A win in Thursday’s game at Atlantic and Flatbush would put the Nets up 2-1 — and help them forget the shellacking they took in the second half Monday night in Philly. Players are hopeful that the crowd will be ready.
“Very, very excited. I know the Barclays Center is going to be jumping in there,” D’Angelo Russell said. “I know our fans are [hungry]. Philly fans, they treated us well. I know our fans are going to treat them well, so we’re excited about that. Get back home, take care of home court. The buzz around the city is what we need. We need that atmosphere, we need that energy to be up like that.”
“I expect the crowd to be pumped up. We’re happy to bring the playoffs to Brooklyn. It’s been a couple years, so happy to have them with us,” Jarrett Allen added.
“They’re going to show up and show out,” DeMarre Carroll said. “They’ve been doing it all year. The fans have been great. We have one of the best fanbases in the NBA. They’re supporting us, helping us, they’ve been with us. So, at the end of the day they’re going to be there, and we can’t let them down. We’ve got to come out there with a lot of energy and we’ve got to throw the first punch.”
Did someone say punch? The Nets and their fans are still angry at how the refs in Game 2 didn’t call a Flagrant 2 on Joel Embiid for his elbow to Allen’s head in the first half, something Embiid laughed about post-game. A Flagrant 2 would have meant an ejection. It’s unlikely Philly would have racked up 51 points and shot 72 percent in the third quarter without the 7-footer. (The league declined to change the call following an automatic review on Tuesday.)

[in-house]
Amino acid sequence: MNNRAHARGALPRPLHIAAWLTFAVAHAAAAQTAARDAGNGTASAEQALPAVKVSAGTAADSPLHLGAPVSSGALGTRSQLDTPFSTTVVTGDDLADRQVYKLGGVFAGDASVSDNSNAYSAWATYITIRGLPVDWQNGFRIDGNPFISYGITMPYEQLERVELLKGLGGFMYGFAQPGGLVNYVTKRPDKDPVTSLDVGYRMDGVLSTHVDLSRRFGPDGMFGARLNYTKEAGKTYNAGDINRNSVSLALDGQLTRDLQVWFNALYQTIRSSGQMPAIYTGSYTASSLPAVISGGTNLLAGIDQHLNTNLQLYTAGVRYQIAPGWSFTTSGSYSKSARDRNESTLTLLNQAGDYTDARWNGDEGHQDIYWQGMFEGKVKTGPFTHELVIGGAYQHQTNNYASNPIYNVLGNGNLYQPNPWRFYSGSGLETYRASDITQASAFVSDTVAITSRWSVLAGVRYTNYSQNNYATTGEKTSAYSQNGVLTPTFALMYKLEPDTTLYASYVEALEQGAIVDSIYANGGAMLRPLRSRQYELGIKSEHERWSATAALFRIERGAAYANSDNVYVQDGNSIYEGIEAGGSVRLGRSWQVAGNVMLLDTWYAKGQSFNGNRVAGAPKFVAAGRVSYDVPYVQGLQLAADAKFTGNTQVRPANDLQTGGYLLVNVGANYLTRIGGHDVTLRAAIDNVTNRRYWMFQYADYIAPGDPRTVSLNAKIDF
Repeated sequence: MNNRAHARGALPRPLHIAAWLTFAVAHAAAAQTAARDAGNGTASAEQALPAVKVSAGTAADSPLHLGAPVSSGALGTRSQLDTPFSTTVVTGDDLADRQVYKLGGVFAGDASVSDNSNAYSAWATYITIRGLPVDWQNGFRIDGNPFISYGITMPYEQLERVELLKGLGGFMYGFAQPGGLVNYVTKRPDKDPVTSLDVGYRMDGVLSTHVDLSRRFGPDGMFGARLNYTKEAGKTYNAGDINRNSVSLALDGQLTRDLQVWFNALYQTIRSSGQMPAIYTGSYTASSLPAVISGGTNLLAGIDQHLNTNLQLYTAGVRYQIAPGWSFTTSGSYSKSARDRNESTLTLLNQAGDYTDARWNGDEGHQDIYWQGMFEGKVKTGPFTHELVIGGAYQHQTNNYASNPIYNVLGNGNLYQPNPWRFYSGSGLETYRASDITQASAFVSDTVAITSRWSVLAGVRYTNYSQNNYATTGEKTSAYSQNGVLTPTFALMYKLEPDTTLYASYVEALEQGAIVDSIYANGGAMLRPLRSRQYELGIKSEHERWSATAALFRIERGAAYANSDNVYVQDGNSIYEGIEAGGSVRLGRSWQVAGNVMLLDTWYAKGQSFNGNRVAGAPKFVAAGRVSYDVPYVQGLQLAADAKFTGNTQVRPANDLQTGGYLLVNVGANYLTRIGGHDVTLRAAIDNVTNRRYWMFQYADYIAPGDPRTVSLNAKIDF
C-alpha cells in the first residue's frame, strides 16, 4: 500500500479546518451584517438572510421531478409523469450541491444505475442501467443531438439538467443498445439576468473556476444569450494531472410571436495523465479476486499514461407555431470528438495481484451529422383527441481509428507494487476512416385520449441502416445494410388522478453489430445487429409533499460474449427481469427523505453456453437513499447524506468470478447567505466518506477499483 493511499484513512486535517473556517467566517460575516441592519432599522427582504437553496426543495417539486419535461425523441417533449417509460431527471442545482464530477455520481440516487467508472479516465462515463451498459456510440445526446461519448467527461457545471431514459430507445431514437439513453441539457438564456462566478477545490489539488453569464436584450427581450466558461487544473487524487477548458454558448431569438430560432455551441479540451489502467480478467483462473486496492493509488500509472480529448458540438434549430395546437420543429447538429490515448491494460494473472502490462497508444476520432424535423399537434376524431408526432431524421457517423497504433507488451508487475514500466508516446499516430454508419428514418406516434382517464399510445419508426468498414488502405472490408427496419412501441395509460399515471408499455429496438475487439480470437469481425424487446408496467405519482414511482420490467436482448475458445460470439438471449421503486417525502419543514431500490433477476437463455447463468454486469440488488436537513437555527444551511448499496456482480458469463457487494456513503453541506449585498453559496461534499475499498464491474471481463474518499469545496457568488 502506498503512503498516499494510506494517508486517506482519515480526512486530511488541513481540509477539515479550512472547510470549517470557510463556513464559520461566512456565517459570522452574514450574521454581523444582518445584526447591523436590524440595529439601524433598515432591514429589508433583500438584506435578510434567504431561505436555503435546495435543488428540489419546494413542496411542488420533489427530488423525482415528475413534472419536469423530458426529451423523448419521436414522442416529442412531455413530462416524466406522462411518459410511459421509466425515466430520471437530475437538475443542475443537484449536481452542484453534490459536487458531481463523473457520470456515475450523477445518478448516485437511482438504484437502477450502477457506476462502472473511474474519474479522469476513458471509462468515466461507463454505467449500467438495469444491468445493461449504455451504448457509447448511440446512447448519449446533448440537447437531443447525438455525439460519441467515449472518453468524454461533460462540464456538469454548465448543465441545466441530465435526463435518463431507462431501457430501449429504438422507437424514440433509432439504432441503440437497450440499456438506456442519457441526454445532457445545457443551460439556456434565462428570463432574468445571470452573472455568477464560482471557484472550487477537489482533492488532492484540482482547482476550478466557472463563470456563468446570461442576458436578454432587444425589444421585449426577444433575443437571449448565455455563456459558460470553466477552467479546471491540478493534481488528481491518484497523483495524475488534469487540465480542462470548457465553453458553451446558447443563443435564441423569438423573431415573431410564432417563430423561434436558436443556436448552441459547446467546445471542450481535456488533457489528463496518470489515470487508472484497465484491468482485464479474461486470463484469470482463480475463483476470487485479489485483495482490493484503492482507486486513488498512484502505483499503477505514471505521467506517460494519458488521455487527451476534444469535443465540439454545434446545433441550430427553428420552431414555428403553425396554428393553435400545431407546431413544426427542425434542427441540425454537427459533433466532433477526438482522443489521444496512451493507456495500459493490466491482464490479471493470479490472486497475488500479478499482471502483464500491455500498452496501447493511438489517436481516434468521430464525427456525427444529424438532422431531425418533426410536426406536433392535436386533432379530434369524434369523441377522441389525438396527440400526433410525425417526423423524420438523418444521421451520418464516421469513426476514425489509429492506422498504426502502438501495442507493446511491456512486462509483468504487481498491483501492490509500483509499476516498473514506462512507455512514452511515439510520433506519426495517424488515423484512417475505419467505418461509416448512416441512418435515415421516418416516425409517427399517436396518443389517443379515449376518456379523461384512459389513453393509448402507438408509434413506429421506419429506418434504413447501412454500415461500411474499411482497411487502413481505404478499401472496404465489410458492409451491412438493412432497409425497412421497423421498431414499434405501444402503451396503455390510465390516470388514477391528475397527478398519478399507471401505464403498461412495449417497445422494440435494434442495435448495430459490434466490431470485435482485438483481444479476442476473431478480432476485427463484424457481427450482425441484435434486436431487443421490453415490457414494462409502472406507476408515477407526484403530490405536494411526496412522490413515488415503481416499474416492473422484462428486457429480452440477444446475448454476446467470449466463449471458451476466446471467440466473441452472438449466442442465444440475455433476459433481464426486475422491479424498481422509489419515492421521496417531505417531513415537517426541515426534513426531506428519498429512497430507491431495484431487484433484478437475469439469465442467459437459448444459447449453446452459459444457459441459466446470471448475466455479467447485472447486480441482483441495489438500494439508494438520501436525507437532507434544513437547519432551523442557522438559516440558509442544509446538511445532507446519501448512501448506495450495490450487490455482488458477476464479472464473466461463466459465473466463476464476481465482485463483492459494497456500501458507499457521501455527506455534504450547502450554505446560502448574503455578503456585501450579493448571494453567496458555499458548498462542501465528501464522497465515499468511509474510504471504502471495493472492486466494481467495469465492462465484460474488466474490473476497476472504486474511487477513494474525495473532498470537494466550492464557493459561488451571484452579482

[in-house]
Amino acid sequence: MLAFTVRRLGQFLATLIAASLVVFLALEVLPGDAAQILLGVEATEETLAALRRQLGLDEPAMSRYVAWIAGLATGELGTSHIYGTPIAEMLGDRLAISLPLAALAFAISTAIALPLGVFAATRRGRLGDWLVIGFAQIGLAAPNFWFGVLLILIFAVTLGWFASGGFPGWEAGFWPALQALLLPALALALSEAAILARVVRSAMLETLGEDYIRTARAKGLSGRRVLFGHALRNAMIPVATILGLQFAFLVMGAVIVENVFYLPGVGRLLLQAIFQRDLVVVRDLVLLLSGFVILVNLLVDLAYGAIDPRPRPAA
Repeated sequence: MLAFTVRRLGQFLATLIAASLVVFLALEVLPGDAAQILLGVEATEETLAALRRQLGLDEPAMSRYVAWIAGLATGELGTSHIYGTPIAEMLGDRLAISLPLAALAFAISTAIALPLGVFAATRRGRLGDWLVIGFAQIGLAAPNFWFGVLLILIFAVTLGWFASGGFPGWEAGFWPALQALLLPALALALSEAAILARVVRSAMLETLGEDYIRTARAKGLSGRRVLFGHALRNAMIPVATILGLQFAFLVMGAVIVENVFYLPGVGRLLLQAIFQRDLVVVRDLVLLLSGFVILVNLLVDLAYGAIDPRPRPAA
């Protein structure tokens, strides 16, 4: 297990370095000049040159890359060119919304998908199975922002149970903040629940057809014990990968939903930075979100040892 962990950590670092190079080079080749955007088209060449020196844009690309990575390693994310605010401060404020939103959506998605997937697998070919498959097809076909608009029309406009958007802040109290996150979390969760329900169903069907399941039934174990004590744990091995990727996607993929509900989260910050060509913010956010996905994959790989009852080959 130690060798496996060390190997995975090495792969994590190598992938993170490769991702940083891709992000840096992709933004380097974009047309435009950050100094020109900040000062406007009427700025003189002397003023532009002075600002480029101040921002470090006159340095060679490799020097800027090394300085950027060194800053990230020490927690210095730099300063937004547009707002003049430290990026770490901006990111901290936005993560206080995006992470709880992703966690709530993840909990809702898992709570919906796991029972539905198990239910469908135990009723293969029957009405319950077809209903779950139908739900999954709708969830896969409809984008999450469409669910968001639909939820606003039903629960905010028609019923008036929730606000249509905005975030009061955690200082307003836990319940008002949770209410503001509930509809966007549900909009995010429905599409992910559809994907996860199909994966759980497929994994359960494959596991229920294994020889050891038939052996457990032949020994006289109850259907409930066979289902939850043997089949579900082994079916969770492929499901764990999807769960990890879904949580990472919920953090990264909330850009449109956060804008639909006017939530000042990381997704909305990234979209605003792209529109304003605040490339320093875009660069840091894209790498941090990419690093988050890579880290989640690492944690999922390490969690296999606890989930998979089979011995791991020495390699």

Still, the Nets did what they needed to do in Philadelphia. They took away Philly’s homecourt advantage with their big win in Game 1.
“If you would’ve told us before we’re splitting in Philly, I think we’d be happy,” coach Kenny Atkinson said. “One thing about the Brooklyn Nets, they’ve always bounced back and always responded after [losses]. I expect our guys to respond.”
Game 3, in fact, isn’t just the hottest ticket in the NBA this postseason. It’s the hottest ticket this decade! As Brian Lewis reports...
Despite ranking last in the NBA in average attendance during the regular season (14,941), the Nets have the most expensive first-round NBA playoff tickets on the secondary market this decade, according to TicketIQ.
The average asking price for the games at Barclays Center was already $400, with a get-in price of $115. But that was Friday, before the Nets rolled down the Turnpike and drilled the Sixers in Game 1. Now? The average price has vaulted up to $658, and the get-in price has jumped 60 percent to $184.
The question, of course, is how many of those tickets were sold to Philly fans who are only a Turnpike toll away. But mostly, it’s about pent-up demand for playoff basketball in New York. Or as Rodions Kurucs put it, “I hope the whole New York will support us. The New York Knicks are not in the playoffs, so I hope so.”
Kurucs has become the unlikely voice of the team, showing his trademark toughness. He wants everyone to know he’s come to play, particularly Ben Simmons who called him “that other kid” after Game 1.
“He plays hard, and I play hard. Also, I don’t like that he said in the media that JD is guarding him and ‘that kid.’ Now I want to let him know that he knows my name,” Kurucs said. “I’ll play hard. I’ll go at him, and I’m not scared of him.”
- Nets counting on Barclays factor for Game 3 turnaround vs. 76ers - Brian Lewis - New York Post
- Why Rodions Kurucs could be big key for Nets key in Game 3 - Brian Lewis - New York Post
- Nets plan to be as physical as 76ers in Game 3 - Greg Logan - Newsday
- Nets expect to bounce back at Barclays Center - Greg Logan - Newsday
- 76ers’ Brett Brown is heading for coaching purgatory - Chris Sheridan - New York Daily News
- With tensions flaring between Brooklyn and Philadelphia, what the Nets can take away from Game 2 defeat - Michael Scotto - The Athletic New York
- As Nets-76ers come to blows in Game 2, Joel Embiid gets away with a big one - Fred Kerber - The Athletic New York